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Design Technology - Product Design

Product Design is part of the creative Design Technology department and supports students in developing their skills by inspiring and encouraging to explore their talents within design. The department frequently reviews their practice and develops lesson content to cater for the full enjoyment of every student. Within the department there are two teachers of Product Design, Construction and Engineering and two Hospitality and Catering teachers. Each of the staff members continuously encourage the creativity of the students and are passionate about their subject area.

 

Head of Design Technology: Mrs S Derwent

Assistant Head of Department: Miss E Holland

 

The product design section of the department comprises of one large workshop, one classroom with an electronics bench, work benches and desks for theory work and in addition there is a Technosnake in the break out area that sits 20 desktop computers. Each room is equipped with interactive whiteboards and visualisers.  The department is well resourced with a wide range of specialist materials such as flexi ply and polymorph. The resources include two laser cutters, heat press, lathe, mortiser, pillar drills, two vacuum formers, brazing hearth, welder, band saws, pewter caster, hot wire, digital cameras and laptop trolleys.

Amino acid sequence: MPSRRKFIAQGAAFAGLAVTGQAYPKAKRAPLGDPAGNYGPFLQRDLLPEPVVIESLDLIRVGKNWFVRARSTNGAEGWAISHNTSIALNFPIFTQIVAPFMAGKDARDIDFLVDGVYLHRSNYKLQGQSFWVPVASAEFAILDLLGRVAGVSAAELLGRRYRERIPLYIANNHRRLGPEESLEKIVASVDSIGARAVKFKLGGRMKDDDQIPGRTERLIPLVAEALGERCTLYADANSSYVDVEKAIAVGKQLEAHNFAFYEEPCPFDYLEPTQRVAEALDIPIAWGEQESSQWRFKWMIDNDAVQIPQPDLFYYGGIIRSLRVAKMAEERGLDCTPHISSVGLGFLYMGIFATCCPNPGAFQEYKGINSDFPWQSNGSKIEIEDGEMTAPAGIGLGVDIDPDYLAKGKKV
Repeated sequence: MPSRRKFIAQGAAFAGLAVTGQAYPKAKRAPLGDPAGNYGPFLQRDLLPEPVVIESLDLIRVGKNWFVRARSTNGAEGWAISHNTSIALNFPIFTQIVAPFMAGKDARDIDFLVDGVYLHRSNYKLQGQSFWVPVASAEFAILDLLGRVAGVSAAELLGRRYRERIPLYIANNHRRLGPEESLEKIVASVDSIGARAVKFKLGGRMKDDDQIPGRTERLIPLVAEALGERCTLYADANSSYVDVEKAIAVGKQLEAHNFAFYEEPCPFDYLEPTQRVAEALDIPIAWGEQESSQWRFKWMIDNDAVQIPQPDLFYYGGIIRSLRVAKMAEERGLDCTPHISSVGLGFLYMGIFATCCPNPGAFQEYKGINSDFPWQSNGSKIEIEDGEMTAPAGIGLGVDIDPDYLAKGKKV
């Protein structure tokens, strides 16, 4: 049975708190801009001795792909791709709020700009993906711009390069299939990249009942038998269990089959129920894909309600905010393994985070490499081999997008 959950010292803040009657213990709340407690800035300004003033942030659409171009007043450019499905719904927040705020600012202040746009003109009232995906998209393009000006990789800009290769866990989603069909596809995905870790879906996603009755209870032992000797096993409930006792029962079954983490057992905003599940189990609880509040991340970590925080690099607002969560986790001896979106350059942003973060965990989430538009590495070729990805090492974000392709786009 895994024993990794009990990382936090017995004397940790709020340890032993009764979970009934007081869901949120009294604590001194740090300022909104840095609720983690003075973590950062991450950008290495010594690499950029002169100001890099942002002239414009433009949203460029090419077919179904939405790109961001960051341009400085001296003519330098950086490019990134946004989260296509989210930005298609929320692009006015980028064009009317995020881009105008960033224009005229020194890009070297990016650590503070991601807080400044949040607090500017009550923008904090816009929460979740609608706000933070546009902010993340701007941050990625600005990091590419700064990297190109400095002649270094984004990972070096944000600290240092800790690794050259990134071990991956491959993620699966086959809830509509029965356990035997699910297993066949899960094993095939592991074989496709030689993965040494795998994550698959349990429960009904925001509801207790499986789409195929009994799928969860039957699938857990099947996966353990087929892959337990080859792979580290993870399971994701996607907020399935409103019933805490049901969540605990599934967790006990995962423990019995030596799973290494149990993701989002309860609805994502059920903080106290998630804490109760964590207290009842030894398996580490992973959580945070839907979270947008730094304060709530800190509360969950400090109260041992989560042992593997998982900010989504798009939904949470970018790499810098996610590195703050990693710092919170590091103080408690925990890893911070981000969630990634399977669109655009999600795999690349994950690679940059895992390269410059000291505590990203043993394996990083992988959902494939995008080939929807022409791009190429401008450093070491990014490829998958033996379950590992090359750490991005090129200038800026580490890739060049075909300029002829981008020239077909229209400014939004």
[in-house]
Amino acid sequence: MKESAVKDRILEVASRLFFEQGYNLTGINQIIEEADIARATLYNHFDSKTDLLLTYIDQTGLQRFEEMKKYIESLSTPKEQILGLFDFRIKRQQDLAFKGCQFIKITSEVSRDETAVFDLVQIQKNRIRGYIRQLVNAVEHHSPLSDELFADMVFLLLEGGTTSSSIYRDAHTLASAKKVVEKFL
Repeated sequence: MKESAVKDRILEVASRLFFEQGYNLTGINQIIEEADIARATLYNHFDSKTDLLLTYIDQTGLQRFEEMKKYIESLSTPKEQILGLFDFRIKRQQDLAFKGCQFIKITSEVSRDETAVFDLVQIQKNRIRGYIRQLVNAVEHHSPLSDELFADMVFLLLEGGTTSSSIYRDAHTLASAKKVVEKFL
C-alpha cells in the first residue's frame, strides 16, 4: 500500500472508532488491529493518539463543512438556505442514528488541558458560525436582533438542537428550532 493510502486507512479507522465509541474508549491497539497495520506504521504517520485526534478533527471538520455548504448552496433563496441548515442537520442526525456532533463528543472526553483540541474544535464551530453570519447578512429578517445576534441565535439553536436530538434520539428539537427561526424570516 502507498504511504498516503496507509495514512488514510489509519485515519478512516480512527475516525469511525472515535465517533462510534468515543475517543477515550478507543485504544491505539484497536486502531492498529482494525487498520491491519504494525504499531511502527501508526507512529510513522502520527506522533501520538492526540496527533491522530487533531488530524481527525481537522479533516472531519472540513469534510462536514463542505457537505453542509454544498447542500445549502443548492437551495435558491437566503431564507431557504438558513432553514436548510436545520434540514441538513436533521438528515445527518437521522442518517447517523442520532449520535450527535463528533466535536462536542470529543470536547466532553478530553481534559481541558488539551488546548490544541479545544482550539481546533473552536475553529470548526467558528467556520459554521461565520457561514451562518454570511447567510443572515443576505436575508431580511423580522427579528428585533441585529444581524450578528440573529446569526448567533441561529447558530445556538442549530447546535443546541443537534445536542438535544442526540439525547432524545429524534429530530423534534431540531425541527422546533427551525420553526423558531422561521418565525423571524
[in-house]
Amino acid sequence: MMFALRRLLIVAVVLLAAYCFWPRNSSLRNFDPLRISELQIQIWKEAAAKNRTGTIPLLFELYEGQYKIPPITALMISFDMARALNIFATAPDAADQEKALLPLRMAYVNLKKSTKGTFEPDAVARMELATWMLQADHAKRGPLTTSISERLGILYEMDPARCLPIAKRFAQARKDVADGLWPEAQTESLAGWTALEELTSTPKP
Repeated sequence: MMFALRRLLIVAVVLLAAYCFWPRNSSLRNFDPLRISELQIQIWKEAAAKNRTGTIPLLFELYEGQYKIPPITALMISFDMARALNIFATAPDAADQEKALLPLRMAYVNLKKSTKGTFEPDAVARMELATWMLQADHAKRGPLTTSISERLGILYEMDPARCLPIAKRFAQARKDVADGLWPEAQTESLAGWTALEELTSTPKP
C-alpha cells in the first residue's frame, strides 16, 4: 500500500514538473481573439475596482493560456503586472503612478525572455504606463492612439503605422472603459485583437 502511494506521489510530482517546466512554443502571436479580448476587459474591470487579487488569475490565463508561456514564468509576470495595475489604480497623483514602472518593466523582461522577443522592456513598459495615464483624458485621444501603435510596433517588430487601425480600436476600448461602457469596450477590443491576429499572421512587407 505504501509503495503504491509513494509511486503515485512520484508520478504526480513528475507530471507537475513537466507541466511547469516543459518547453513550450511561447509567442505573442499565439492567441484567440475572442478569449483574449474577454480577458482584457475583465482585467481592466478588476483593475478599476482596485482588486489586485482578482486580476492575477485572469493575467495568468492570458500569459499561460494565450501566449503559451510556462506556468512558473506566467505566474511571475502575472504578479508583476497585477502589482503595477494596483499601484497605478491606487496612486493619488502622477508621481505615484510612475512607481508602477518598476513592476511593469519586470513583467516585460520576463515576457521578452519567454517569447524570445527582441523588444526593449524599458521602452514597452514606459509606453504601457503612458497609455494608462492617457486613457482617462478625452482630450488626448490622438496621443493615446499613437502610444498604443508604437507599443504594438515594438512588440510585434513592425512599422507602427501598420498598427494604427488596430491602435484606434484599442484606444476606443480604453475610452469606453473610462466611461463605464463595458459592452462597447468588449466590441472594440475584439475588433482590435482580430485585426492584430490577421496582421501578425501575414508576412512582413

Key Stage 3

In Key stage 3, students are on rotation with food technology and Product Design so half way through the year they swap subjects within the Design Technology department.

In Year 7, students go through the full design process and design and make their own Tea Light Holder. They will use skills such as measuring, marking, drilling, sanding, sawing, chiselling, CAD/CAM, line bending and produce two high quality cross halving joints.

In Year 8, students develop their knowledge further of the design process and design and make their own Travel Game. They will use skills such as measuring, marking, cutting aluminium sheet, metal filing, use of a timber former, vacuum forming and CAD/CAM. They also design and manufacture packaging to make it a realistic commercial product.


GCSE

Design Technology is a creative and vibrant subject. There is a mix of theory and practical lessons which requires the application of knowledge and understanding when developing ideas, planning, producing products and evaluating them.